+++++ Children, who readily and quickly shift, show adaptive temperaments. They learn more by doing and practicing.
+++++ Children, who have slower-to-warm temperaments, learn by watching and rehearsing internally.
+++++ Children’s challenging temperaments cause us to regroup:
- Ask what is the child going through?
- Is this a temperament trait or learned behavior that needs to change?
- Are the child’s needs being met?
- Are fears causing issues?
- Has the child’s value been diminished in any way?
This child views the world through optimistic eyes, adapts quickly and maintains positivity well. He is a natural learner, eats and sleeps regularly (has no trouble sleeping), is pleasant and cheerful, and displays a low-intensity mood.
Because this child feels deeply in certain situations, he has few significant emotional outbursts. This type comprises about 40% of all people.
The Feisty/Difficult/Spirited group of children comprises about 10% of the population. This grouping is the opposite of the flexible children. Feisty children are slow to adapt to the routines: napping, eating, homework, quiet time. Moreover, bowel movements are not regular. The spirited child has preferences for parents to discover and manage. On the hand, the child shows his mastery for specific tasks.
The feisty child has tantrums, is fussy, and can be unpleasant in disagreements. With high energy, this child explores with intensity and can get into mischief, On the other hand, he or she is bursting with energy and explores the surrounding and people intensely.
The third general temperament type is aptly called Slow-To-Warm, and 15% of the population belongs to this category. Slow to warm types are shy or highly-sensitive persons (which they sometimes are. They watch their world and usually observe on the outside of things before joining. Their internal clock is disrupted easily and shows up in irregular sleeping, feeding and other personal habits. This child seems to be always enjoying things or doing them at his own sweet pace.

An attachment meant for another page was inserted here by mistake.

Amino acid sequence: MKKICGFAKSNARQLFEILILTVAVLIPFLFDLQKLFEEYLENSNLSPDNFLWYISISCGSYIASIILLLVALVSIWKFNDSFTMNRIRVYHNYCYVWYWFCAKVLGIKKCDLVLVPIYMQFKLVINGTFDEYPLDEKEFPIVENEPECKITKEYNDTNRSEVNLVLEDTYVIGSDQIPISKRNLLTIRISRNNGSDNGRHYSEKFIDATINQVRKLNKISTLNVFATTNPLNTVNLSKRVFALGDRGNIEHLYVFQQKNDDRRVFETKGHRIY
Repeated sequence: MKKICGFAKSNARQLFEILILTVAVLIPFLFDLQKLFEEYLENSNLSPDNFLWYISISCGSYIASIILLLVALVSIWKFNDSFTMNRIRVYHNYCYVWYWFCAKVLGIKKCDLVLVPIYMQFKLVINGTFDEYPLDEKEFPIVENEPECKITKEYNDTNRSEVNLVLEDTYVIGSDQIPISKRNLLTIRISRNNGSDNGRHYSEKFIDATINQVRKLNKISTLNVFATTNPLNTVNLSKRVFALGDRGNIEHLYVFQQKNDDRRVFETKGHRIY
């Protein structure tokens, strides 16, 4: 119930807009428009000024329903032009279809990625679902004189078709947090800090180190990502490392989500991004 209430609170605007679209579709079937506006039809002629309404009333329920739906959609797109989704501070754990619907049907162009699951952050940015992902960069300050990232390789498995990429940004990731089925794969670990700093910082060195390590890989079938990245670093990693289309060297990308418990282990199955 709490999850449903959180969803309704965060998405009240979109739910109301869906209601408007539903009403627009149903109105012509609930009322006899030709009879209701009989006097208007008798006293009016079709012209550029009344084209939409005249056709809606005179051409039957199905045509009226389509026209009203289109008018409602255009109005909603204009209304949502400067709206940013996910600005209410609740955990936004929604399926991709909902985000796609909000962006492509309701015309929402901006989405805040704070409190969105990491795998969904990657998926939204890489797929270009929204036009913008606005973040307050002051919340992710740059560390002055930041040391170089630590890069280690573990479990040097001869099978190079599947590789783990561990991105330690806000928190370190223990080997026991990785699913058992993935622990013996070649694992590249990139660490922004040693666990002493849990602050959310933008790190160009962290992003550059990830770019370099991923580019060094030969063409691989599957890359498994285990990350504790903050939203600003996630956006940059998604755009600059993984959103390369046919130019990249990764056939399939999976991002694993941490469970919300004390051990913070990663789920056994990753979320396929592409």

The rest of the 35% of the population are combinations of several temperaments. They exhibit traits of all three temperament types and cannot be categorized into a single trait pattern. The feature they share is that they have characteristics of all three temperaments.
In all these temperament types, you will also find yours. Understanding children and their temperaments include understanding your own. Doing so will open your eyes to the many areas where you can connect to that of your children, or whether you are compatible with each other or not.
Parenting the whole child implies that we honor our children’s wholeness while we dissect and discuss the parts of the whole—physical body, mind, emotions and spirit. It may indeed be paradoxical, but it’s our way of understanding how the parts contribute to the whole and our job if we work with parents, families, and children.
We consider our children’s wholeness when we:
- Bear in mind the emotional and mental factors that contribute to strep throat.
- Look to a biochemical problem associated with a child’s temper
- Consider the negative self-talk and thoughts that can float around in the head of a depressed teen.
- Regard childhood patterns from a holistic perspective. These can include a child who falls down all the time, one who has allergies, one who is shy and sensitive, one who doesn’t want to be touched, and so on. We want to help, but do we help their biochemistry, their behavior or their spirit?
- Think about how children spend their time, and if their activities are balanced between stimulation and quiet.
Bundles of Energy
The foundation of whole-child parenting is understanding that our children are bundles of energy in the form of thoughts, physical activity, emotional expression and spirit. Rather than thinking about managing our children, think about managing their energy.
The energy of the body needs food, touch, air and water. The energy of the emotions needs positive input like optimism, smiles and support. The energy of thought needs inspiration and imagination, or it gets bored. The energy of the spirit needs connection, faith, compassion and quiet. It needs calm moments of awareness.
Most of us know these things and have our own intuitive ways of mothering and fathering our children. In fact, the joy of parenting the whole child is discovering how much you already know and do. The ease of whole-child parenting is that when one avenue doesn’t work, there is always another way. For example, because we know that the nature of emotional energy can be chaotic, we can find several ways to structure and channel positive emotional energy with our child. We might follow schedules, share meals, read books or see a heart-warming movie.
A Soul Living in a Child’s Body
Thinking of a child as an “energy bundle” helps us take our parenting less personally when a child screams, “I hate you.” What we want to take to heart is that this soul is living with us in a child’s body. We are responsible for helping this child to develop in the best, most fulfilling way possible.
Parenting is really about educating the mind and body so our children are happy, successful and healthy in body and soul. Working with the mind-body connection is the foundation for parenting the whole child.
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See also Coaching Whole-Parent and Whole Child 1 and Coaching Whole-Parent and Whole Child 2